the tonsils and intestines and is present throughout the gastrointestinal tract.
What Is the General Structure of the Lymphatic System?
The lymphatic system is composed of a network of lymph vessels referred to as
lymphatics, as well as certain organs and tissues, including the lymph nodes,
bone marrow, spleen, thymus and GALT.
Lymph is a milky fluid that flows throughout the system. It contains proteins,
fats and a type of white blood cell called lymphocytes. Lymph is collected from
the fluid of various tissues and eventually is returned to the blood circulatory
system. The lymphatic system provides another route by which fluid can flow from
distant tissues back into the blood stream, one that is separate from
capillaries and veins. It also carries proteins and other substances away from
tissues that cannot be removed or transported directly into the blood system.
Similar to the blood circulatory system, the lymphatic system is comprised of
fine channels that lie adjacent to the blood vessels. These lymphatic vessels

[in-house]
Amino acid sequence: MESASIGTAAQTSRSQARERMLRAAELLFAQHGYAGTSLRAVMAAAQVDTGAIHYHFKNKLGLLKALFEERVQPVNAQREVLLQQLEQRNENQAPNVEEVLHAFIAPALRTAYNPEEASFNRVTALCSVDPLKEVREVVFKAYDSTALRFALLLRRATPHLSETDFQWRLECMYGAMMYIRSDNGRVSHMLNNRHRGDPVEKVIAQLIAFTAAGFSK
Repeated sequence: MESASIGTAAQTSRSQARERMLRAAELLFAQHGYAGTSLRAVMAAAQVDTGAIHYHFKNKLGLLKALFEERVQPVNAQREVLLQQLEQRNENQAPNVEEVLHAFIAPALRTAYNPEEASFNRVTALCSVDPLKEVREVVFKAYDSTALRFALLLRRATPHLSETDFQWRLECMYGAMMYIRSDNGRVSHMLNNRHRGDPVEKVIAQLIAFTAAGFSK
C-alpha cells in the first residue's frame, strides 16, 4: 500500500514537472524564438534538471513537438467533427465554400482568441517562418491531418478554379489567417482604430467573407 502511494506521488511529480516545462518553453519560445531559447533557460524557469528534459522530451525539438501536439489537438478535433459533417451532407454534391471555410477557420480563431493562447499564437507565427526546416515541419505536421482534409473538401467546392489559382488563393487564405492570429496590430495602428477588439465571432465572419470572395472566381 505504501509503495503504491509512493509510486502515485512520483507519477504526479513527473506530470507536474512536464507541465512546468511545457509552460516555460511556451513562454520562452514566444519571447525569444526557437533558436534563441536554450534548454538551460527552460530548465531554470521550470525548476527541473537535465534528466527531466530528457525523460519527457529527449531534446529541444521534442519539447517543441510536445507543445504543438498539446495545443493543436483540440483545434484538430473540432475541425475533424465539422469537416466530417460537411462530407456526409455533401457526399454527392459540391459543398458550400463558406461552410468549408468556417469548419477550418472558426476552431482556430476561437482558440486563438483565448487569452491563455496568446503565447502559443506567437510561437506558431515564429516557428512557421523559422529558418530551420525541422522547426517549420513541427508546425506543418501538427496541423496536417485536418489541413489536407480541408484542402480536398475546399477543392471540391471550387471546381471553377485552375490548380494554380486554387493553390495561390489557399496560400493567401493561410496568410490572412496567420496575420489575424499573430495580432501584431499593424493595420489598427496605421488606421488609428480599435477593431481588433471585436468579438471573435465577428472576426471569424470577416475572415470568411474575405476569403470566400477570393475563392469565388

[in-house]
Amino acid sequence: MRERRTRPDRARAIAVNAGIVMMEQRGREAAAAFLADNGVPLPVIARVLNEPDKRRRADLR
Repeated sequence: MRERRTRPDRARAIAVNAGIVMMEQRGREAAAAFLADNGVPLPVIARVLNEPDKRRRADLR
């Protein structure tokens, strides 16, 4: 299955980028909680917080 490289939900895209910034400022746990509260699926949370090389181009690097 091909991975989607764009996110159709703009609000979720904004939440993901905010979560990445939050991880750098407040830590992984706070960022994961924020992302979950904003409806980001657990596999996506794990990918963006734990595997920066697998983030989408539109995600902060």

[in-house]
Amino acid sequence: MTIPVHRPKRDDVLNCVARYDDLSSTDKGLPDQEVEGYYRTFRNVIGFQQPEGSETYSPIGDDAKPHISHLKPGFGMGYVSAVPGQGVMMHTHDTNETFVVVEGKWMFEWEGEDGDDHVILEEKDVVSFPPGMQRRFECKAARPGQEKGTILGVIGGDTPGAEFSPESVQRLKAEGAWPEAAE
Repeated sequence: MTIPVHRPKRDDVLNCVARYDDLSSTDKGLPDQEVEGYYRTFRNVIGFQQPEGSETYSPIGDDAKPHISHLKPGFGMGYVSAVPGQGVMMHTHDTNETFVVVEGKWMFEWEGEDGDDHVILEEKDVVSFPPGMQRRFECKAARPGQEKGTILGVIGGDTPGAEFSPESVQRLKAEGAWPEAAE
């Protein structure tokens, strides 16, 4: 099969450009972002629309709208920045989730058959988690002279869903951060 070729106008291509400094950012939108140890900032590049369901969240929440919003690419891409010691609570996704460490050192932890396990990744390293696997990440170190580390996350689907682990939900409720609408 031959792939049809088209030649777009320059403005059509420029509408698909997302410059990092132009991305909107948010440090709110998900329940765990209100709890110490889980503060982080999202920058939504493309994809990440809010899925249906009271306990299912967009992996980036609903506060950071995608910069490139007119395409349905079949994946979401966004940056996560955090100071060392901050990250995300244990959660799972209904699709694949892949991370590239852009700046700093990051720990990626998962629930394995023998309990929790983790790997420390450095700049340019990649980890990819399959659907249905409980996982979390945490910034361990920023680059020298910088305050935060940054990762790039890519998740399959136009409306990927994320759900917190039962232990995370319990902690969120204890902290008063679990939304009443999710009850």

eventually merge into a rather large vessel called the thoracic duct. As the
lymph is carried from distant parts of the body, it is collected into larger and
larger vessels until the vessels all converge in the chest and deposit the lymph
in the large vein (cranial vena cava) leading to the right atrium of the heart.
The lymph moves through the lymphatic vessels toward the lymph nodes. The lymph
nodes lie at varying points along the course of the lymphatic chain and can form
clusters in some areas of the body. Lymph nodes have a dense fibrous outer
coating, called a capsule and are filled with white blood cells and spaces
containing lymph fluid. Several types of white blood cells predominate in the
lymph nodes, particularly lymphocytes, plasma cells, and macrophages.
Some substantial lymph nodes
1. parotid lymph node
2. mandibular lymph node
3. Superficial cervical lymph nodes
4. Prescapula lymph node
5. Inguinal lymph node
6. Popliteal lymph node
movement apparatus -skeletal musculature
The primary function of muscles is to bring about